After a 5-day delay, the “Ham it Up” contest hosted by Dr. Seuss/Random House in honor of the 50th Anniversary of “Green Eggs and Ham” announced its winner. And sadly, in spite of what WE think was a pretty impressive entry, we were not among the winners. The contest used a combination of votes and judging, and the voting public apparently was not as impressed with our entry as WE were!
Some interesting lessons learned, however.
1 – There was a very impressive entry by a class of first graders which was “approved” as an entry, but went way beyond the 2-minute limit in the contest rules (as well as breaking the rule in 2, below). My 12-year-old, without telling us, apparently sent the contest organizers an email pointing this out the night before the originally scheduled announcement of the winner. I wonder if the first graders had any idea their teacher had missed a couple of details in the rules? Or are they still scratching their heads after all the work they put in?
2 – The contest rules stated that “Each person appearing in your Entry must be 13 years of age or older (unless it is your child, who may be under 13 years of age).” Now, either 3rd graders have gotten a lot older since I went to school, or someone had enough kids to fill an entire classroom. It does, however, open the window to a whole lot more votes…which I’ll talk about next.
3 – The other tricky part was how the voting worked. Dr. Seuss had a slick interface whereby when you uploaded your entry, you were offered a variety of ways to publicize your own video and encourage others to vote for it. It’s basically designed to have you bring others to their web site – using Facebook, Twitter, even an email they generated for you. But here’s the tricky part: once a day, people could “vote” for your video by selecting from one to five “green eggs”. How were the winners determined? By the NUMBER of votes. That’s right – 500 “one egg” votes beats 499 “five egg” votes! Personally, I believe they originally meant “average rating” – when voting closed there were a number of vids with four “eggs” or more. I suspect, however, that the delayed announcement of the winner came from not being able to narrow it down beyond 4.00, and they thus opted to re-interpret their own ambiguous rules to select winners with the MOST votes (no ties there, I presume). Here is the para from the contest rules; judge for yourself:
6. Voting to determine eleven (11) Finalists: The public voting to determine eleven (11) Finalists will take place during the Voting Period (as outlined above), by accessing the Website, registering and following the voting instructions. Any votes received before 10:00:01 a.m. ET on October 5, 2010 or after 11:59:59 p.m. ET on November 3, 2010 will not be counted. Individuals may vote only one time per Entry, per day during the Voting Period. The use of robotic or automatic devices for voting is prohibited and Sponsor reserves the right to nullify all such votes and to disqualify from voting the responsible individual. . In the event of a tie during the Voting Period, tied Entries will be judged by the judges based solely on originality.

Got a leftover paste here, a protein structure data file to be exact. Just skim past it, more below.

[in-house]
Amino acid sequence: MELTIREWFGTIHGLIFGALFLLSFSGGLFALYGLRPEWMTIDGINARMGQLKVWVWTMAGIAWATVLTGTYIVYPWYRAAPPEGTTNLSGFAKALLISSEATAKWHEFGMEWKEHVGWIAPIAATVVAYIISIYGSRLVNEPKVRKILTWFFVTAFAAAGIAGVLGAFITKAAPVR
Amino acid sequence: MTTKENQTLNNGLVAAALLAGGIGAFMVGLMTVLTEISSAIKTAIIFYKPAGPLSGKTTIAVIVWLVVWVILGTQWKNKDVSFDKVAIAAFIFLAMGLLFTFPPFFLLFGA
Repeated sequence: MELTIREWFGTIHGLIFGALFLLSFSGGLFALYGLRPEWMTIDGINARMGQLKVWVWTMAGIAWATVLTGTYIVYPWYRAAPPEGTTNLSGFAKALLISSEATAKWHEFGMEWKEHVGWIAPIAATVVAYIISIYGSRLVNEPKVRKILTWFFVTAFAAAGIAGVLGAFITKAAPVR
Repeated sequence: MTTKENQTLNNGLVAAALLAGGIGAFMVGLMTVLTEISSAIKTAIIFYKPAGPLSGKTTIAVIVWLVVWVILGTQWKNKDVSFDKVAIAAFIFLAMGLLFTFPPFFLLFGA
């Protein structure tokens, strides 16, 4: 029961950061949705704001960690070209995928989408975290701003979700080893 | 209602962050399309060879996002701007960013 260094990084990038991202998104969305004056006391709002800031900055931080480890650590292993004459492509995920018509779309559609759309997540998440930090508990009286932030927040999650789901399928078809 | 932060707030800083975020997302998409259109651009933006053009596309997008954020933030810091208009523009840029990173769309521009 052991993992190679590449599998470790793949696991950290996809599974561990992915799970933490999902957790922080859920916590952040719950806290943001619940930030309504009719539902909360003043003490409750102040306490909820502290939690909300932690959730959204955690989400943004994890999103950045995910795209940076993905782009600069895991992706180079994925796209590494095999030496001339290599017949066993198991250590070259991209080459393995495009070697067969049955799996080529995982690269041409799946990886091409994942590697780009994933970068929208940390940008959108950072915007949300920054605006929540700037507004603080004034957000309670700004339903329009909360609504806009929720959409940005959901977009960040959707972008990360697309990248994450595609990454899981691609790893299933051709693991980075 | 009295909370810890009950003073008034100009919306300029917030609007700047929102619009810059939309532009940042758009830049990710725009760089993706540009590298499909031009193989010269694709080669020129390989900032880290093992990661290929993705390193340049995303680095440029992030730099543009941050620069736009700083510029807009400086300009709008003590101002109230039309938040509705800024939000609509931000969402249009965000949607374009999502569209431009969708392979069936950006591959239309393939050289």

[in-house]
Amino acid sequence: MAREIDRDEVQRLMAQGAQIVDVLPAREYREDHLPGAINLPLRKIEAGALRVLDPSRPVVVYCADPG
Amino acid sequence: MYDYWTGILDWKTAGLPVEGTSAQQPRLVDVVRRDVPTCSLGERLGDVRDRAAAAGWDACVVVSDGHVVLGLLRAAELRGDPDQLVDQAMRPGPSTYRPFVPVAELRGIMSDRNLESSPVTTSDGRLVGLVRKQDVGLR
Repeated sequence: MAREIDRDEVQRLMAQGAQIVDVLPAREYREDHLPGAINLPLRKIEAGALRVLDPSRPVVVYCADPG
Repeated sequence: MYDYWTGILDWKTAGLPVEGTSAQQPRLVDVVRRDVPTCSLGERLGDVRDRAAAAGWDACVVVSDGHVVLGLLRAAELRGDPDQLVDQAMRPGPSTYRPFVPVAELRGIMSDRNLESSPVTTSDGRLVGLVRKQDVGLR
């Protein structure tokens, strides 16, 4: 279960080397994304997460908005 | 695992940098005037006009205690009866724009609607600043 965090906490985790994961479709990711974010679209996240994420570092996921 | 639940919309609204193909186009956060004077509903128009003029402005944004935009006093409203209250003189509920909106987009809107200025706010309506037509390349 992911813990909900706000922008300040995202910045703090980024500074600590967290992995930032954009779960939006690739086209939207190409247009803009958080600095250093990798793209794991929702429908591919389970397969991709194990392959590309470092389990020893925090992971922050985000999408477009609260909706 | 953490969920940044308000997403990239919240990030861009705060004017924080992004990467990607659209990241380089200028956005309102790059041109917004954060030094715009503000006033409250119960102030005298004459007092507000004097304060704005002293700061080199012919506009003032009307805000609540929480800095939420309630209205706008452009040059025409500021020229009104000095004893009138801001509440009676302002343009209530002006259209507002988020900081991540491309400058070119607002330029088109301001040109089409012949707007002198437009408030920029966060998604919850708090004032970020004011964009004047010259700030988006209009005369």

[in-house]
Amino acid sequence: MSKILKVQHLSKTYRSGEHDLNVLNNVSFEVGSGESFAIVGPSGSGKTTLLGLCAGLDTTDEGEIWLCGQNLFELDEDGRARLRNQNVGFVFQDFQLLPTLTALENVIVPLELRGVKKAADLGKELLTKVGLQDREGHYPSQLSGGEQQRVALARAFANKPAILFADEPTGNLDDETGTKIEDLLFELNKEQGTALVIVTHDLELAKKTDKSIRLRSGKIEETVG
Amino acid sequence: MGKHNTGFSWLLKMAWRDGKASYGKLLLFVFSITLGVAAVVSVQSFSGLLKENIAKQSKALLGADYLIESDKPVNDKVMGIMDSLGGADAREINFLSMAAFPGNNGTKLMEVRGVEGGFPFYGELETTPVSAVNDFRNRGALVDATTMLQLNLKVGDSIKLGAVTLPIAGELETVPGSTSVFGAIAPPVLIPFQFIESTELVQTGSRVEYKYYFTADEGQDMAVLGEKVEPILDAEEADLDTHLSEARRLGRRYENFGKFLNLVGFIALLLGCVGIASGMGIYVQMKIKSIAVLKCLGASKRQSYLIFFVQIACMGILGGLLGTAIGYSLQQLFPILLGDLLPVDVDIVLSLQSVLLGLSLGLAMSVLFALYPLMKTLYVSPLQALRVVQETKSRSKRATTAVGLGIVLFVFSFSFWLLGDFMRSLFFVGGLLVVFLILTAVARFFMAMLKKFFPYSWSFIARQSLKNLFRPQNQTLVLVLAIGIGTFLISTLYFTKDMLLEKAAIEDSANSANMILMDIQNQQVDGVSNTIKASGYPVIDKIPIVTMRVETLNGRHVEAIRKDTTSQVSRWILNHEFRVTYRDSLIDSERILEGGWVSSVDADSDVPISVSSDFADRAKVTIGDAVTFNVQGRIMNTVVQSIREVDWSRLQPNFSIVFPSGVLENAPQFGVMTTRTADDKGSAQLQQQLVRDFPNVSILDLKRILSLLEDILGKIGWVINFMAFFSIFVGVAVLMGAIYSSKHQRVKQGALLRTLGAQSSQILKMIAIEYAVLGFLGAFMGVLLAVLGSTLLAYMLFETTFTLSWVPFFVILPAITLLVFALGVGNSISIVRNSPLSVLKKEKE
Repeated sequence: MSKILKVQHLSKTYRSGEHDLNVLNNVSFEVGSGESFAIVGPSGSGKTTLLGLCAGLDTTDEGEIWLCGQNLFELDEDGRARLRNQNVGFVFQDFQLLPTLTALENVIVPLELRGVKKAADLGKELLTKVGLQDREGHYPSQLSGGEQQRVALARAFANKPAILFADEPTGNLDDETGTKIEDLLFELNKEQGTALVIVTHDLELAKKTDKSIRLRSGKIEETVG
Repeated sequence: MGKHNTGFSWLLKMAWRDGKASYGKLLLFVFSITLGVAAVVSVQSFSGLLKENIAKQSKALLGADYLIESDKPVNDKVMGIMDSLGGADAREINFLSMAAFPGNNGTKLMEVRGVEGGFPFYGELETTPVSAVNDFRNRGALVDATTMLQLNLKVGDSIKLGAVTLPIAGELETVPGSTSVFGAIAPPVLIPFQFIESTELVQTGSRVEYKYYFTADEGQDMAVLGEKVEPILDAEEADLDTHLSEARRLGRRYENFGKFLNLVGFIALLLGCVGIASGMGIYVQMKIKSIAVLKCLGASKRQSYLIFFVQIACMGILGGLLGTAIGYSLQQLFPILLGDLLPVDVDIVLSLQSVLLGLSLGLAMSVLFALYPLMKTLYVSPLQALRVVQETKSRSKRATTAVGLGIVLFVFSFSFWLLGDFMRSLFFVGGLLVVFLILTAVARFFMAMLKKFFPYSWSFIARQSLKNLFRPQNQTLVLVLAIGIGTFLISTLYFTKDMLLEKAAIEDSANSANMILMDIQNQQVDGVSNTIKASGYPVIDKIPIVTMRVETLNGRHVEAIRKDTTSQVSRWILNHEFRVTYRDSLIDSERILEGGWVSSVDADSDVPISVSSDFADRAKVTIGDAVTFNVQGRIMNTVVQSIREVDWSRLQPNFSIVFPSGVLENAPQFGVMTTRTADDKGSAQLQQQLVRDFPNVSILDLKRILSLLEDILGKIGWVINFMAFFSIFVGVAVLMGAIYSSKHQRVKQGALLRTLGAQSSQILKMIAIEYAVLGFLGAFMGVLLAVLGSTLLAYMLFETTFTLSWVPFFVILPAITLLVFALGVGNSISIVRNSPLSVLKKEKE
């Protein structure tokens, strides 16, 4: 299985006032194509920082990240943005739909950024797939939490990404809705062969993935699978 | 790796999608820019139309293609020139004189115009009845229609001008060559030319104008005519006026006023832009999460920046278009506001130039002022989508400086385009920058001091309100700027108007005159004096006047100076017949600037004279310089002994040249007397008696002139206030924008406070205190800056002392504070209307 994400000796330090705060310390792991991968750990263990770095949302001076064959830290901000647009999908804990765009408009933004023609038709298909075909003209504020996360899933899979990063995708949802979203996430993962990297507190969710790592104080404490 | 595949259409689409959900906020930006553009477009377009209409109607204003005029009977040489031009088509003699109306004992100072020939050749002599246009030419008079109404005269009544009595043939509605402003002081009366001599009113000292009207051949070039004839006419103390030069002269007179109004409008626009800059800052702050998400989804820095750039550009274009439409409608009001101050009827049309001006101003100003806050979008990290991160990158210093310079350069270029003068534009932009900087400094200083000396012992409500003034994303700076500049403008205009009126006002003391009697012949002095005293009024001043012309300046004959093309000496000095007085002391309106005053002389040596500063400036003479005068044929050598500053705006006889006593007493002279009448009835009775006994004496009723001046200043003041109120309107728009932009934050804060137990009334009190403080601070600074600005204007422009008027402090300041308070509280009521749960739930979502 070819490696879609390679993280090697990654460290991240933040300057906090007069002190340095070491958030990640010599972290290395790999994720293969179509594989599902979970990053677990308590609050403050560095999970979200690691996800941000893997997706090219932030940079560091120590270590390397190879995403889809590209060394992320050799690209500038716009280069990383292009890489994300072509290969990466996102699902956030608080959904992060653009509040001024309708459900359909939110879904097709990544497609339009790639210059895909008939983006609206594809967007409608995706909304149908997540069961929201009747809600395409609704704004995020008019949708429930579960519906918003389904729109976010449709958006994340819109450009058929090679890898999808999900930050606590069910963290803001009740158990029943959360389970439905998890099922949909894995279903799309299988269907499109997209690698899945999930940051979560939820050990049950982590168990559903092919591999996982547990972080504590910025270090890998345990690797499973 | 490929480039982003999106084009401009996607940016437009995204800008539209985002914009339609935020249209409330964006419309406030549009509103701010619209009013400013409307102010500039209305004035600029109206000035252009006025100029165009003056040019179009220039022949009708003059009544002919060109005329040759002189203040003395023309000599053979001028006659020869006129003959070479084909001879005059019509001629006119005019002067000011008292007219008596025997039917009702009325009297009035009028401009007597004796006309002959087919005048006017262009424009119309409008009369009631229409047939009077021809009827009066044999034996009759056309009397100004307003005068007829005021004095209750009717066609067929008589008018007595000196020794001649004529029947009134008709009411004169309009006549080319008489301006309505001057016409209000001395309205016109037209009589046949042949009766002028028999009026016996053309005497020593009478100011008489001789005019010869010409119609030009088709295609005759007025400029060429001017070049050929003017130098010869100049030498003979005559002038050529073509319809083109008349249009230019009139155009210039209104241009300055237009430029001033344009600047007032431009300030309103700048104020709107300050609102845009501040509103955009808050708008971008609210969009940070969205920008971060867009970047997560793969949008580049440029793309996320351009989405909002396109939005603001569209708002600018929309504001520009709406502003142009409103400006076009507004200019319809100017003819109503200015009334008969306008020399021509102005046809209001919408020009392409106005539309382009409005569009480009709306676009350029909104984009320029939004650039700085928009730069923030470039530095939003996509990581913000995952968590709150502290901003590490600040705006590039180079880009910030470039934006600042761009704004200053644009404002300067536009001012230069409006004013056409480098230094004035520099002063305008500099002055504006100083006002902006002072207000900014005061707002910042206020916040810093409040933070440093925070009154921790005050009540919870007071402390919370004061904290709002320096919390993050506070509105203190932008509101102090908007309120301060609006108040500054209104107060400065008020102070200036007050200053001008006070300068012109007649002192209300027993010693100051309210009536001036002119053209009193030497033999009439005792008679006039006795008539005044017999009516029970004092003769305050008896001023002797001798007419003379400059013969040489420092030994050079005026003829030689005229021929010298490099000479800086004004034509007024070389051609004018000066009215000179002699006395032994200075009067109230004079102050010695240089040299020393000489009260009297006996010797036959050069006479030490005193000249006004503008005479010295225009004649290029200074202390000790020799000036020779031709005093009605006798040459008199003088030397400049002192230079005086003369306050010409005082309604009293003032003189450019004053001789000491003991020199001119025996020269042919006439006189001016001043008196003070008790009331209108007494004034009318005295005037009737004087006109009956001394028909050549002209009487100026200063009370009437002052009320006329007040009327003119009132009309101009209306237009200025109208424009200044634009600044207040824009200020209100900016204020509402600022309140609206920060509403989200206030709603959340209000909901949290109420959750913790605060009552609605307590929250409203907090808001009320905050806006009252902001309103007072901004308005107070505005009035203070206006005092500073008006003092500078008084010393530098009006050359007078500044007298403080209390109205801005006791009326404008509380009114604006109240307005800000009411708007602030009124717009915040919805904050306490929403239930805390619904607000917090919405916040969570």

7. Judging to determine the Grand Prize Winner and First Prize Winners: The Finalists (as determined by Voting in Rule in Paragraph 6 above) will be judged on or about November 15, 2010 by a Sponsor-selected panel of judges based on the following criteria: Originality (25%), creativity (25%), number of votes during the Voting Period (25%), and relevance to the book (25%) to determine one (1) Grand Prize Winner. The remaining ten (10) finalists will be determined First Prize Winners. In the event of a tie during the Judging or after the Entrant’s scores have been tabulated, tied Entries will be judged by the judges based solely on number of votes during the Voting Period.
Call me a sore loser – but I clearly remember a number of the finalists had hordes of votes, but pretty low ratings. Still, it says “number of votes”. I believe they originally intended “ratings”, not “number of votes” – or else why would they use number of votes as a tie breaker (last line of the excerpt above)?
Still it was a fun contest that tested my creativity and that of my daughter, as well as some of the technical aspects of DIY moviemaking. I hope to find some time to describe some of the techniques we used to put our entry together, because here at TAZM Pictures, we specialize in creative, low-budget solutions to try and replicate some of the animation and blue-screening effects we see done by folks with much more impressive budgets.
Our entry, should you wish to see it, is repeated below: